Many businesses are started without taking all the necessary steps to ensure that the owners have protected themselves and the business. The two issues I see most often are concerns over personal liability and the loss of one or more of the owners.
First, personal liability protection. Many people know that they need to file documents with the Secretary of State’s office to start a business. But, depending on the business type and your individual circumstances, there may be additional requirements that a business attorney can help you navigate. Properly incorporating a business limits the personal liability of the owners, which is great in theory. However, if you stop after filing with the Secretary of State your protection may still be limited.
Second, what if the business loses an owner? Many businesses have multiple owners, whether you call them partners, shareholders, or members, and no plan for what will happen if one of the owners is unable to continue in the business for any reason. Will you be able to work with your partner’s spouse or children? Will they have any interest in working in the business? What if you and your partner have a falling out and cannot work together anymore? How will you determine the value of the business? Can your partner sell their ownership to anyone they want? These are questions that a business attorney can help you answer now, while the business is stable, rather than later through expensive litigation.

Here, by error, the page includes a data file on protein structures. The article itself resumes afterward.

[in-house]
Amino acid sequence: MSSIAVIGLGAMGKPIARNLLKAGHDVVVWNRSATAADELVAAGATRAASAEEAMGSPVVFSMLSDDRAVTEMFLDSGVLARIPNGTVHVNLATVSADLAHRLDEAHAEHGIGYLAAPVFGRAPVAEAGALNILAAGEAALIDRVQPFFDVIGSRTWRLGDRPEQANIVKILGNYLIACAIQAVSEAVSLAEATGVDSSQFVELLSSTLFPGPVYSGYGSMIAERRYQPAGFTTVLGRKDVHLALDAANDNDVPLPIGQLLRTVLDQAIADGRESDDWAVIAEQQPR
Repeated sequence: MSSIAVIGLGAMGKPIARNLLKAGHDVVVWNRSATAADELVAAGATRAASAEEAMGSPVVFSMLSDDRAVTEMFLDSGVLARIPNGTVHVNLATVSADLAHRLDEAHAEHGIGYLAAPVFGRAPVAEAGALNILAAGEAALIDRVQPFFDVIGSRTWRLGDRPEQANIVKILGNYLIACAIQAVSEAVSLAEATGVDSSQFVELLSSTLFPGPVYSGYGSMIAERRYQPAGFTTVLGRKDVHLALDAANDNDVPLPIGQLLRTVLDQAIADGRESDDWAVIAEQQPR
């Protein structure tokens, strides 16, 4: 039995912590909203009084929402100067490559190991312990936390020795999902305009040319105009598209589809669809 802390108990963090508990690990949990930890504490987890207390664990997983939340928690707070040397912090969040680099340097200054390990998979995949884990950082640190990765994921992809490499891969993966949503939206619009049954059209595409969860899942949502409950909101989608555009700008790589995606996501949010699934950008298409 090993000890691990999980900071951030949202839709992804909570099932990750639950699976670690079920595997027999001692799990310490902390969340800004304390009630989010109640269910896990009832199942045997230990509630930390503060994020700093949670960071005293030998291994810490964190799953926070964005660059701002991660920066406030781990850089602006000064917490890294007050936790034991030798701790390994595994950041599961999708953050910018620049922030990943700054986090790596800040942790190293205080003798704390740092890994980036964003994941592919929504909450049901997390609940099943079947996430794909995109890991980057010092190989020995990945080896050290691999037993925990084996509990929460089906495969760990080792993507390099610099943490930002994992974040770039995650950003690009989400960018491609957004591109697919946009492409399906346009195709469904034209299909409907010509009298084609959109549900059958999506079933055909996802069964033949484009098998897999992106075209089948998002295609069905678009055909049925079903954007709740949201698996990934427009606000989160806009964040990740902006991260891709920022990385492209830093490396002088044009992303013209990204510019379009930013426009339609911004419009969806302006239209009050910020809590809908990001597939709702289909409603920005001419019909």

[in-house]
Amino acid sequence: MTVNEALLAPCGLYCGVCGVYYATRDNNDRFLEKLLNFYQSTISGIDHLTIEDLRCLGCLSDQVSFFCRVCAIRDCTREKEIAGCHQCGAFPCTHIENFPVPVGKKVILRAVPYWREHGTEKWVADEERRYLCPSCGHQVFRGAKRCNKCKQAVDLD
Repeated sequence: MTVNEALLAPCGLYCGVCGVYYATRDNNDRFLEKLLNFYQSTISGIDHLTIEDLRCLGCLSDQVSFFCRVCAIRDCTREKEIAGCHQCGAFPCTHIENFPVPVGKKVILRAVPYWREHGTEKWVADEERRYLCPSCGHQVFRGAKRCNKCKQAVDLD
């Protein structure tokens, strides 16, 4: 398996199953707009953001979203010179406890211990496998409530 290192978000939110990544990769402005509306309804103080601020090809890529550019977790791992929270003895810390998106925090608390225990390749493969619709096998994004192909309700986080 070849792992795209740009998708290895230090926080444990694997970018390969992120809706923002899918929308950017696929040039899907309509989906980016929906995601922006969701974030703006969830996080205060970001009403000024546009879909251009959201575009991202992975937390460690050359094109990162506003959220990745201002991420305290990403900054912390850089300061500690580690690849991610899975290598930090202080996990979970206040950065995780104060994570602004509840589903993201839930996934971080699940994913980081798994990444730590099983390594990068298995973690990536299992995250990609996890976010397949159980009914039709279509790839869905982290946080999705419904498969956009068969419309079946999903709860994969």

If you are considering starting a business, it is important that you take some time to speak with an attorney who is experienced working with startups to guide you through the requirements to do so properly. It may cost additional money now, but it could save you significantly more in the future.